After the likes of Mario Bava, Lucio Fulci and Dario Argento, the directors acclaimed for their work in the giallo genre are a less famous lot. The most well known of them is probably Sergio Martino, who was responsible for some of the finest examples of the slicing, dicing and copious flesh that this Italian variant on the thriller could offer. As a director, Martino was versatile as he was responsible for sex comedies, spaghetti westerns, a cannibal film, crime epics, monster movies and a rather good sci-fi movie in 2019: After the Fall of New York. Working frequently with his producer brother, Luciano Martino, Sergio's career is a familiar tale of following the trends in exploitation before the Italian film industry dried up and only TV remained. However, he is currently listed as working on another feature with Lino Banfi so perhaps a motion picture resurgence is around the corner.
His third movie from 1973 and his fourth Giallo, they didn't hang around in those days, is the splendidly titled Torso aka Carnal Violence. The project brings together stalwarts of the genre such as Bird with the Crystal Plumage's Suzy Kendall, a young Luc Merenda, John Richardson(Eyeball) and the writer Ernesto Gastaldi(The Whip and The Body, Strange Vice of Mrs Wardh, and Death Walks on High Heels). The film was one of three Martino made for producer Carlo Ponti and had a fine score from the ever reliable De Angelis brothers, and it seeks to give enough nudity and nastiness to satisfy all but the most twisted fan.
Starting in Rome we are introduced to the lives of some fine art students, in particularly a gang of four young women. We learn about their romances with professors, older men and each other, and the world of promiscuity and free love that they live in. Into their lives comes a set of murders of fellow female students where the women have their eyes poked out and their chest hacked open. The police gain a clue when a friend of theirs is killed with a red scarf and soon the women are trying to remember which one of the shady men they know has such an item of clothing. They decide to holiday in the country at a villa in order to leave the city behind but the maniac follows them until a knock on the door in the middle of the night heralds an orgy of violence and hacksaws. Will anyone survive long enough to discover the killer's identity?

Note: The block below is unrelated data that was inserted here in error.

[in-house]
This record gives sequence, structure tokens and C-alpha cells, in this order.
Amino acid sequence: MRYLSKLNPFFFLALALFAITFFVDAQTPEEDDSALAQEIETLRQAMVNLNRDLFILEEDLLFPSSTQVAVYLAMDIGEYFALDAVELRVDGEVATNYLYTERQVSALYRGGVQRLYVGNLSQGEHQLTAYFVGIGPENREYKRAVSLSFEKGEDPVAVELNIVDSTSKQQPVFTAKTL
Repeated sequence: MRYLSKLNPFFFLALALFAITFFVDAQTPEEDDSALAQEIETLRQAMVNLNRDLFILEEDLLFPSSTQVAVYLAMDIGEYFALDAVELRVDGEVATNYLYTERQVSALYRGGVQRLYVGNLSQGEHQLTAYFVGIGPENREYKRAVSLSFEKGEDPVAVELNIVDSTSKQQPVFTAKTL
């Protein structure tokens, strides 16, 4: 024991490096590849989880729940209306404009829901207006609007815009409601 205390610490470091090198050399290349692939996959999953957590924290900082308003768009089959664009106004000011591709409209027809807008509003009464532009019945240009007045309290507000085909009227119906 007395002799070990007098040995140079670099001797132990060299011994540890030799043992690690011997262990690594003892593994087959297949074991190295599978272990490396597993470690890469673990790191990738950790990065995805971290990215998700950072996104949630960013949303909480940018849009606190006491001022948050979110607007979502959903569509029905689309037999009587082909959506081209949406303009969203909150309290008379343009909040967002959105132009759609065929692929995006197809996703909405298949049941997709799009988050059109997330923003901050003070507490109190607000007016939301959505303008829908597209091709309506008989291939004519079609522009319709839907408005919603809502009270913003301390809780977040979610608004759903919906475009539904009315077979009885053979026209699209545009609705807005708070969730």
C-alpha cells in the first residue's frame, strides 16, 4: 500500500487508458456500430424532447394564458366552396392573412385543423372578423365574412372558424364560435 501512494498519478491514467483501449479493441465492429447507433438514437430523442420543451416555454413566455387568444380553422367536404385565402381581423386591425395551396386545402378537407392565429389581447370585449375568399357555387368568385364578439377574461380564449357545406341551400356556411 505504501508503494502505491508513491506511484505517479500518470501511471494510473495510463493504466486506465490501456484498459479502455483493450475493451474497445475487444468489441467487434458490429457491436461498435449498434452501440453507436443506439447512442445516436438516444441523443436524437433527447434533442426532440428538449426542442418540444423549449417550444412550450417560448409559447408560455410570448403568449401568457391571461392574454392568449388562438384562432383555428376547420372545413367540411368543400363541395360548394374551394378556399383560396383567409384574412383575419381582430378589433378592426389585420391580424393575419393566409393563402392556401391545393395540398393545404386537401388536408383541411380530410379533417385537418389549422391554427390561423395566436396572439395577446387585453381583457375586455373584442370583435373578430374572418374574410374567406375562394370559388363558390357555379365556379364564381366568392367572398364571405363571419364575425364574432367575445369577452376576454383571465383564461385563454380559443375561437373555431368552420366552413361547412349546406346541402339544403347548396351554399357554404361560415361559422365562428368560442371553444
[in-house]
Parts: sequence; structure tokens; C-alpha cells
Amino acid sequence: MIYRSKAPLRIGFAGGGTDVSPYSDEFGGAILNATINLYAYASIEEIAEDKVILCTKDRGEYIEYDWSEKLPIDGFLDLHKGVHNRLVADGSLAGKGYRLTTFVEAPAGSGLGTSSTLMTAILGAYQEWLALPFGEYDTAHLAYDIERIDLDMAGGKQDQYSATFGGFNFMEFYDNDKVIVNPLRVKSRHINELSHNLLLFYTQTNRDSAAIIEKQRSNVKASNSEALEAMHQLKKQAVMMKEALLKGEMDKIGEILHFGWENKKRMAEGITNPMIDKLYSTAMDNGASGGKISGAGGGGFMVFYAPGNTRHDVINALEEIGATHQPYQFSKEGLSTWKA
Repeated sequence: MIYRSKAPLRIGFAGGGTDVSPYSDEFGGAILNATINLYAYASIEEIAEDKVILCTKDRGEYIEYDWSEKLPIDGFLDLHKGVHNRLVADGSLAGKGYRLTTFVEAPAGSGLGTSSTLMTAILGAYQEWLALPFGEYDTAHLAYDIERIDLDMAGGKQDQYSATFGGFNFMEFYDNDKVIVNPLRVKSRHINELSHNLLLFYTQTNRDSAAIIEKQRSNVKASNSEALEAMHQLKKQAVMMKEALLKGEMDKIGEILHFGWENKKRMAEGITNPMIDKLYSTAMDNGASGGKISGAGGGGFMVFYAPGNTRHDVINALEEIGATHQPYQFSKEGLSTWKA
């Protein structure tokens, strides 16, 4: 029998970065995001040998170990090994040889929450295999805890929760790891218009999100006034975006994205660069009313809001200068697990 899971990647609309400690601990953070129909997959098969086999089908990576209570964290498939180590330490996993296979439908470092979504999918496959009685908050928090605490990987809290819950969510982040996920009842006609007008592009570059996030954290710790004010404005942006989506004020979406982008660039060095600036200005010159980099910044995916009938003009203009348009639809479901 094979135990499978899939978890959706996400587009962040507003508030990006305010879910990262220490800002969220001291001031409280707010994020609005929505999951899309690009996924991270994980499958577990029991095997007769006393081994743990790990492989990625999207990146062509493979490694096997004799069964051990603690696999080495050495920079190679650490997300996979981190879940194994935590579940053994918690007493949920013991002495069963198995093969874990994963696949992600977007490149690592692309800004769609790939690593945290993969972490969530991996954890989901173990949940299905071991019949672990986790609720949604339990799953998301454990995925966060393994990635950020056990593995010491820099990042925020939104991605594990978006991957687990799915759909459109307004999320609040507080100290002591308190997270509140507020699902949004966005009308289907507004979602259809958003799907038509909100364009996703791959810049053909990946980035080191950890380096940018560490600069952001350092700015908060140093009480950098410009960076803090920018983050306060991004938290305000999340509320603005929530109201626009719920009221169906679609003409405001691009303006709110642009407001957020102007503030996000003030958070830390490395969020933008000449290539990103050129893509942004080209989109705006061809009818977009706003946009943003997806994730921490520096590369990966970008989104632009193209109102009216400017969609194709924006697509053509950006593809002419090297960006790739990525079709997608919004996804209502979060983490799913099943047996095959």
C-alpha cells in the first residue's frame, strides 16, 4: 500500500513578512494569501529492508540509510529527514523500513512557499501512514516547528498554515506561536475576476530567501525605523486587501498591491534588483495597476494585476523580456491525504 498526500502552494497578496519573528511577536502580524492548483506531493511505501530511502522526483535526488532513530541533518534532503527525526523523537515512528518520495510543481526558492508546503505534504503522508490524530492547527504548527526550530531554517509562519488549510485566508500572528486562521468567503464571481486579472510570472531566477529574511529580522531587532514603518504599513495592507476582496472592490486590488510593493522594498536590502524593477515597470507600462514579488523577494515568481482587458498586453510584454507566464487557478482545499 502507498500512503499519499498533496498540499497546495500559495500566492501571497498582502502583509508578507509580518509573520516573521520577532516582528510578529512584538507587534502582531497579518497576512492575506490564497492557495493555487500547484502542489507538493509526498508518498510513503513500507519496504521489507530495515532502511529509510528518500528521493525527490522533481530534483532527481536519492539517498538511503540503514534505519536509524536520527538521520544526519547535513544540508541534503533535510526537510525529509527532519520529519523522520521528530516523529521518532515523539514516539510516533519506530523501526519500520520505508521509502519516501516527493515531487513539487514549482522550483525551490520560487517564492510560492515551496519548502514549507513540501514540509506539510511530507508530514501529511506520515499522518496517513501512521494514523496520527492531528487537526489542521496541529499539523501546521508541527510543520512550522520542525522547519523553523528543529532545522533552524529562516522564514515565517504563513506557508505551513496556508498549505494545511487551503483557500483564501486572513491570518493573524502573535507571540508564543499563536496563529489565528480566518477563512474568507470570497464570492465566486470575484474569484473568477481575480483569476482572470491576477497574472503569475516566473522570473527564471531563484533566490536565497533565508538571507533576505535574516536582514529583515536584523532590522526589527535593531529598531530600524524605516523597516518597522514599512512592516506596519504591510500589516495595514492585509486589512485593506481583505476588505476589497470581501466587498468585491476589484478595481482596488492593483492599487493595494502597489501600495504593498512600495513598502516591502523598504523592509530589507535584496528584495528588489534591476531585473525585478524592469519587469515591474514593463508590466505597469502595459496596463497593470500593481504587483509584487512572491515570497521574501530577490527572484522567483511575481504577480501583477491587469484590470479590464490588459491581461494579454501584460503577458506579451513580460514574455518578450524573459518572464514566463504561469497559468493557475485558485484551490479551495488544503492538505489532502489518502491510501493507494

Torso is a film that has brilliant component parts and a couple of the best set pieces of the type in this genre. The opening murder of a snogging couple in a car, and the second murder in the forest are truly brilliant with an energy and mood that matches anything that Argento ever did in terms of ferocity and obscenity. The forest murder has a dreamlike quality and a superb setting that is fully utilized by a terrific pounding score and superb framing and rhythmic editing. As well as these fine executions, there is a powerful and revolting sequence when the maniac cleans up after a massacre unaware that one victim has escaped him and we get to share her perspective as bodies are carved up in front of her eyes.
Still, great moments abound, beautiful women get naked and there is a surprisingly graphic amount of gore. Torso is nowhere near as successful as the director's best giallo The Strange Vice of Mrs Wardh, but there are plentiful commiserations for this lack of coherence in its cheerful depravity and glorious exploitation. Torso is very effective, entertaining but erratic. Forgive this fault and there are a lot of kicks to be got.
Shameless give Torso an anamorphic transfer which is halfway between the OAR of 1.66:1 and the 1.78:1 treatment advertised here but cropping of the image is not noticeable. The quality of the image is not perfect but it is a definite improvement on the old Anchor bay disc. Colours are strong and the acres of flesh on show here are faithfully represented by the skintones in the picture, the contrast is well calibrated and the image is sharp overall. Bar a little shimmering, this is a decent job visually from a print with a few scratches and marks. The re-inserted scenes in Italian jar a little in terms of quality but it's good to have this film through the censors uncut for the first time. I have not seen the Alan Young pictures release so I don't know if the extra opening scene included in that release is different to the presentation here.
The trailers for other Shameless films included are Baba Yaga, Killer Nun, Phantom of Death, Black Cat, Venus in Furs and New York Ripper, along with the theatrical trailer for this movie as well. The menus on the disc continue the giallo theme of the packaging and use poster art as a frame for scenes from the film.
This is a really enjoyable guilty pleasure of a film with a good video treatment let down by some poor audio. It is cheap and it is fun so fans of blood and babes will not be risking much with a purchase, existing owners of other releases may want to exercise caution.